The U.S. corporate tax rate is out of line with other countries and needs to be changed. The idea of lowering the tax rate to 20% makes sense and has broad support. To go along with this alteration is the idea of eliminating the corporate deduction for interest expense on bonds. While this might not be significant to a company that is not capital intensive, such as large tech companies, it would have a negative impact on large capital intense corporations, such as the automotive industry. The result may be that large companies will issue more stock and take on less debt. This could be a financial benefit over the long term, because paying dividends is more flexible and investors are less likely to take the risk of investing in a company without a clear vision.
Individual Tax Reform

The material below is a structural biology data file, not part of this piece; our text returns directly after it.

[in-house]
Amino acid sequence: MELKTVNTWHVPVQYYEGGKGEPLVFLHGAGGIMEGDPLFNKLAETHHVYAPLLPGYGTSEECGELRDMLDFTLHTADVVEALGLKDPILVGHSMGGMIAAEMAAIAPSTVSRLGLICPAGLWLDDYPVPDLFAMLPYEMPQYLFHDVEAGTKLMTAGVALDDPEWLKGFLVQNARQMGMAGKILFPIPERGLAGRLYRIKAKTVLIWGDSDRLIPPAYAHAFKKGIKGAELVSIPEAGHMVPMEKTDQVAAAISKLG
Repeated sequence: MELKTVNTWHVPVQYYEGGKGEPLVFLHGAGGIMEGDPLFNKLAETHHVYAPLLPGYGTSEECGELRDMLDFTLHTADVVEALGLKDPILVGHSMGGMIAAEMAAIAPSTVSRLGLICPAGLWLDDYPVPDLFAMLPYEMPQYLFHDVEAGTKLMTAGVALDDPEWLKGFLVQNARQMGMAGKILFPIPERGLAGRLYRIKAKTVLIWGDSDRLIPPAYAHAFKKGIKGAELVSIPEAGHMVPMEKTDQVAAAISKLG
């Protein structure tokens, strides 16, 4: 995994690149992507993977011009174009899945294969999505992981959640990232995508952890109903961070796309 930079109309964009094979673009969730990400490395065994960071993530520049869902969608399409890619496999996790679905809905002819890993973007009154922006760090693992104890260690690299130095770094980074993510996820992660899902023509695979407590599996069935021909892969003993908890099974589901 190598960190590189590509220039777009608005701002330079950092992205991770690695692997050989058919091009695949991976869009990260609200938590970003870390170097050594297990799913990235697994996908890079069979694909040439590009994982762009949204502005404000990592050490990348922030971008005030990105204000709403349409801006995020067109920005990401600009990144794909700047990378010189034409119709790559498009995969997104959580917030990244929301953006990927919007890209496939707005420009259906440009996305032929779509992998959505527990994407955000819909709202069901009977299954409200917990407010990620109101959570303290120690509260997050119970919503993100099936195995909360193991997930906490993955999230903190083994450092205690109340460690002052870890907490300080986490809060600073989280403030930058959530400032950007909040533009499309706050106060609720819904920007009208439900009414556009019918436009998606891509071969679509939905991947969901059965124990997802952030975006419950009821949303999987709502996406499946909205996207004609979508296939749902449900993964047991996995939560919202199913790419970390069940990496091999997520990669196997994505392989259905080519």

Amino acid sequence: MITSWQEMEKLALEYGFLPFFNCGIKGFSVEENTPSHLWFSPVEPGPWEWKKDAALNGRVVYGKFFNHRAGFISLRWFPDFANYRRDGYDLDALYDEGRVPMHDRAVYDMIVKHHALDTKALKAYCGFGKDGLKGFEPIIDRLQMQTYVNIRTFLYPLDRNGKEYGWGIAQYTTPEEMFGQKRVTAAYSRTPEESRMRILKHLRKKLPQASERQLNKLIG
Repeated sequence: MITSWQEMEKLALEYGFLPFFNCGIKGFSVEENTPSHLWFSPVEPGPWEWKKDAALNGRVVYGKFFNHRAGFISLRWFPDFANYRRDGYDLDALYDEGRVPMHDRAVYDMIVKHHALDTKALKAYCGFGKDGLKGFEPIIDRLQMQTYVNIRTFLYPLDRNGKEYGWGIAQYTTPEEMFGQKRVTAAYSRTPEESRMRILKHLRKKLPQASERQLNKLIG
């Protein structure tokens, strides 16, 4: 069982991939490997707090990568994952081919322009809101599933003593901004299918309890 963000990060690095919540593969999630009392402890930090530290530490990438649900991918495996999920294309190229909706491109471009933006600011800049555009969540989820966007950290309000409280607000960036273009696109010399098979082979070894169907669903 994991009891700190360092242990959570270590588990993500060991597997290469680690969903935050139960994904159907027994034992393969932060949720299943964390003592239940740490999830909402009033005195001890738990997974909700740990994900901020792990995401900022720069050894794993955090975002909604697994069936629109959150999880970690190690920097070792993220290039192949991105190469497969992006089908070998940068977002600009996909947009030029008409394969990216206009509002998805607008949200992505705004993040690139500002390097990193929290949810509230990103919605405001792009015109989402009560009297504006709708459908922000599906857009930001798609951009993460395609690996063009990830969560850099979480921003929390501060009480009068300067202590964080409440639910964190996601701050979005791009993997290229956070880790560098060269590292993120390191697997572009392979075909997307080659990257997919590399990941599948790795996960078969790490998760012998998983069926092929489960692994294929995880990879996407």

The major difficulty with tax reform is that so many special interests impact what can be done. An elected official in Washington will find it difficult, if not impossible, to take a tax break away from their constituents. On the other hand, they love to talk about “lower taxes.” Why, for example is mortgage interest deductible while other types of consumer interest are not deductible?
Good lobbying by realtors and banks! Why are state, city and property taxes deductible? The deduction lowers the cost of the actual taxes and is a great boon to heavily taxed states like New York, Connecticut, California, and others.
When Federal taxes were first imposed in 1913, no itemized deductions were available. The form was a one-page schedule that almost anyone could complete. You put down how much you earned during the year. A certain amount was excluded (at the time that was $20,000), and then scaled brackets were used for amounts over the exclusion. I don’t expect to see anything like this again.